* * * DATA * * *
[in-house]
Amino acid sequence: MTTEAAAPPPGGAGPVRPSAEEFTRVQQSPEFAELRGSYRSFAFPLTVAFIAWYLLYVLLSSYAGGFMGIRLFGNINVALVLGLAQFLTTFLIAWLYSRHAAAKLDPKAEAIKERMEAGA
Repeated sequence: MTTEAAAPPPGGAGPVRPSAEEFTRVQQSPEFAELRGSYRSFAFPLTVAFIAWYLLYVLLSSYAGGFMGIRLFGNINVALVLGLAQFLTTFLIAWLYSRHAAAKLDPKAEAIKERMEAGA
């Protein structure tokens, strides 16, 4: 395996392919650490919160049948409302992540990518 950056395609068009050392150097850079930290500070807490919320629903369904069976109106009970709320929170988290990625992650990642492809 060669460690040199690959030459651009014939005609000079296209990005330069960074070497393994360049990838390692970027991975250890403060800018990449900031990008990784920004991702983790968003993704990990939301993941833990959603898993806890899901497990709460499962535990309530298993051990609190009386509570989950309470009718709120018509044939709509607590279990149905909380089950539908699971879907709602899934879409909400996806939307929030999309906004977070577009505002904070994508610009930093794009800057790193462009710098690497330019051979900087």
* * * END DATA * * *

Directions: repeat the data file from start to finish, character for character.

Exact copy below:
[in-house]
Amino acid sequence: MTTEAAAPPPGGAGPVRPSAEEFTRVQQSPEFAELRGSYRSFAFPLTVAFIAWYLLYVLLSSYAGGFMGIRLFGNINVALVLGLAQFLTTFLIAWLYSRHAAAKLDPKAEAIKERMEAGA
Repeated sequence: MTTEAAAPPPGGAGPVRPSAEEFTRVQQSPEFAELRGSYRSFAFPLTVAFIAWYLLYVLLSSYAGGFMGIRLFGNINVALVLGLAQFLTTFLIAWLYSRHAAAKLDPKAEAIKERMEAGA
């Protein structure tokens, strides 16, 4: 395996392919650490919160049948409302992540990518 950056395609068009050392150097850079930290500070807490919320629903369904069976109106009970709320929170988290990625992650990642492809 060669460690040199690959030459651009014939005609000079296209990005330069960074070497393994360049990838390692970027991975250890403060800018990449900031990008990784920004991702983790968003993704990990939301993941833990959603898993806890899901497990709460499962535990309530298993051990609190009386509570989950309470009718709120018509044939709509607590279990149905909380089950539908699971879907709602899934879409909400996806939307929030999309906004977070577009505002904070994508610009930093794009800057790193462009710098690497330019051979900087």